The endemic insular canid Cynotherium sardous is known for one and a half century, yet its phylogenetic position remained unsolved. This was because inherited ancestral characters and acquired adaptations to different ecological pressures could not be separated. Morphological and biometrical data alone are therefore insufficient. In this study the problem is approached again, with the use of morphological features that were either overlooked or could not be explained properly, in combination with results from recent major revisions of canid phylogeny. It appears that Xenocyon is the most parsimonious ancestor of Cynotherium, and that this large hypercarnivorous canid, once on the island, faced a rather different menu consisting of small prey only. The subsequent necessary adaptation resulted in a small-sized dog which carried its head much in the way foxes do and was able to hold its body low to the ground and move its head laterally better than any living canid. Its dentition and brain morphology remained much the same, whereas its skull lost the typical fortifications seen in the other hypercarnivorous canids; these are considered superfluous for Cynotherium who had to exchange big and strong prey for small and fast prey.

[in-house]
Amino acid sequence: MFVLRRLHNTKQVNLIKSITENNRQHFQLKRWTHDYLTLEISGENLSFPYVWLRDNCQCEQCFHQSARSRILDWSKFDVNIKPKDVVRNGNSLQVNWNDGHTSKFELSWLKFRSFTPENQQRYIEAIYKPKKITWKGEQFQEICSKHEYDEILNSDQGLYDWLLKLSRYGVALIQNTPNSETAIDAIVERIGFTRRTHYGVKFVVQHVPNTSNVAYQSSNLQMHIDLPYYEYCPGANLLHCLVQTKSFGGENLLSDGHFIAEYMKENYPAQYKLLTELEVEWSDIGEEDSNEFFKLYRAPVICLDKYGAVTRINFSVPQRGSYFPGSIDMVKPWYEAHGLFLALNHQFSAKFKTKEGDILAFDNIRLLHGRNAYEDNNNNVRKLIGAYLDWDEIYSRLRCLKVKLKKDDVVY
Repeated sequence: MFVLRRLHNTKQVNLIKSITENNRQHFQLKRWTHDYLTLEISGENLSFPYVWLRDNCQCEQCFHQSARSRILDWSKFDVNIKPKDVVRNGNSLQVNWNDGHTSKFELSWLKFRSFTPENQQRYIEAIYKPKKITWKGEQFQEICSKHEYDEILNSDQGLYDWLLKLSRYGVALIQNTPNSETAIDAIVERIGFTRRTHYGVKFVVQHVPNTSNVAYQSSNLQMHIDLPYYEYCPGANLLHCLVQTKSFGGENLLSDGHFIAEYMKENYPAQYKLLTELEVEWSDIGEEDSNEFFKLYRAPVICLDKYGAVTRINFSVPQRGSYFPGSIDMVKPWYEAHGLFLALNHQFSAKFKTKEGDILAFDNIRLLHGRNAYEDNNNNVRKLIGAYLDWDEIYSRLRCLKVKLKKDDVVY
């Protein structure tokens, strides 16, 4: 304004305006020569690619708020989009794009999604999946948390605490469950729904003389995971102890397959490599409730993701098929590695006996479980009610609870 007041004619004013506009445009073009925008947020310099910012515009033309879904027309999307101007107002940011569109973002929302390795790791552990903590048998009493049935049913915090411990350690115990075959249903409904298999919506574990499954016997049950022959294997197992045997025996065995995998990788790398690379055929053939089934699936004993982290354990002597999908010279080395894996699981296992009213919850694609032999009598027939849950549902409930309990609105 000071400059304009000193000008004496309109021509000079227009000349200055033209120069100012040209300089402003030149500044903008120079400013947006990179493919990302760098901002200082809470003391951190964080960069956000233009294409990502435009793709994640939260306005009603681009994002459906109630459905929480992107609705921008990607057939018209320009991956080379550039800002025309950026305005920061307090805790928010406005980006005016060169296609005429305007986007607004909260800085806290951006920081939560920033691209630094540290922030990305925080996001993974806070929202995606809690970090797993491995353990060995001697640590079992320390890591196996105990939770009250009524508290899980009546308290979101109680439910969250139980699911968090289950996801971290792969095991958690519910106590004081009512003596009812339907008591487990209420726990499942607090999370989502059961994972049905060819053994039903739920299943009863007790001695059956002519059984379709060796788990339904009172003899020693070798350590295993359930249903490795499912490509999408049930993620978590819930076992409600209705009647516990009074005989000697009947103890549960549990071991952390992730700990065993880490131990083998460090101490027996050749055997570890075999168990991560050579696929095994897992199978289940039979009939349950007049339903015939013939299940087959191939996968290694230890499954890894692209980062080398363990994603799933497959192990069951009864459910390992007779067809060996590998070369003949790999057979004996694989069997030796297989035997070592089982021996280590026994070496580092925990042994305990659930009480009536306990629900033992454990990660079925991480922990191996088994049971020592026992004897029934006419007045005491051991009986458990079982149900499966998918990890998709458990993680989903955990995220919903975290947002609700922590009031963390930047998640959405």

Read the full text in LYRAS G.A., VAN DER GEER A.A.E., DERMITZAKIS M.D., DE VOS J. (2006). Cynotherium sardous, an insular canid (Mammalia: Carnivora) from the Pleistocene of Sardinia, and its origin. Journal of Vertebrate Paleontology 26(3): 735-745,
and in LYRAS G.A., VAN DER GEER A.A.E. (2006). Adaptations of the Pleistocene island canid Cynotherium sardous (Sardinia, Italy) for hunting small prey. Cranium 23 (1): 51-60 (for pdf, click http://users.uoa.gr/~geeraae/publications/2006-Cranium-Cynotherium.pdf )
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